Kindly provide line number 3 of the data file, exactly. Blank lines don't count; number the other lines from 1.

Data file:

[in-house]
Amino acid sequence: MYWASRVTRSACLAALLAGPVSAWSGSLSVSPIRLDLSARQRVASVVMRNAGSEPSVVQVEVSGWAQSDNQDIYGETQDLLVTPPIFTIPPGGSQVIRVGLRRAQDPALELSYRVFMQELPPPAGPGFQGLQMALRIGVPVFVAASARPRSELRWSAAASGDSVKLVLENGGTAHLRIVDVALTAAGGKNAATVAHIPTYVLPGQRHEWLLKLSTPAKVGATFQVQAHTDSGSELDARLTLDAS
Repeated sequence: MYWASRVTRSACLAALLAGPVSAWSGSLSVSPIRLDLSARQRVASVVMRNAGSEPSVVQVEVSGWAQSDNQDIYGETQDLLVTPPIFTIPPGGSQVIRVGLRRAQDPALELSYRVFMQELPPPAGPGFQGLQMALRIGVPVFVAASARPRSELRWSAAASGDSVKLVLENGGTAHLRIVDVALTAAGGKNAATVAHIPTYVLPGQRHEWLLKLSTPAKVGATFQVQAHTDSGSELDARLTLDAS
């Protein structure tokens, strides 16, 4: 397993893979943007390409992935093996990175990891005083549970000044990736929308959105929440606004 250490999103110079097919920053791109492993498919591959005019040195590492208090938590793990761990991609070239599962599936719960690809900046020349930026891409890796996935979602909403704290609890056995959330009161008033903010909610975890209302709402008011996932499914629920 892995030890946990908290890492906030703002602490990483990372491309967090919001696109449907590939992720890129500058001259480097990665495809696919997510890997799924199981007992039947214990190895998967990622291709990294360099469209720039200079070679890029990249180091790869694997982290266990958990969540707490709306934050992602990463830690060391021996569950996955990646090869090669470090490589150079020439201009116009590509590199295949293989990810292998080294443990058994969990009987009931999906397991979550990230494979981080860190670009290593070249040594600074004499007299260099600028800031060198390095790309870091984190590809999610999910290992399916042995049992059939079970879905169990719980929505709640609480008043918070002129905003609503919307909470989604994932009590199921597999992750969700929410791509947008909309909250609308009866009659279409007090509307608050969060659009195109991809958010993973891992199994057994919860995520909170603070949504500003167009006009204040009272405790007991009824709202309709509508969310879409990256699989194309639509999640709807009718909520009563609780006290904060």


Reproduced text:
Repeated sequence: MYWASRVTRSACLAALLAGPVSAWSGSLSVSPIRLDLSARQRVASVVMRNAGSEPSVVQVEVSGWAQSDNQDIYGETQDLLVTPPIFTIPPGGSQVIRVGLRRAQDPALELSYRVFMQELPPPAGPGFQGLQMALRIGVPVFVAASARPRSELRWSAAASGDSVKLVLENGGTAHLRIVDVALTAAGGKNAATVAHIPTYVLPGQRHEWLLKLSTPAKVGATFQVQAHTDSGSELDARLTLDAS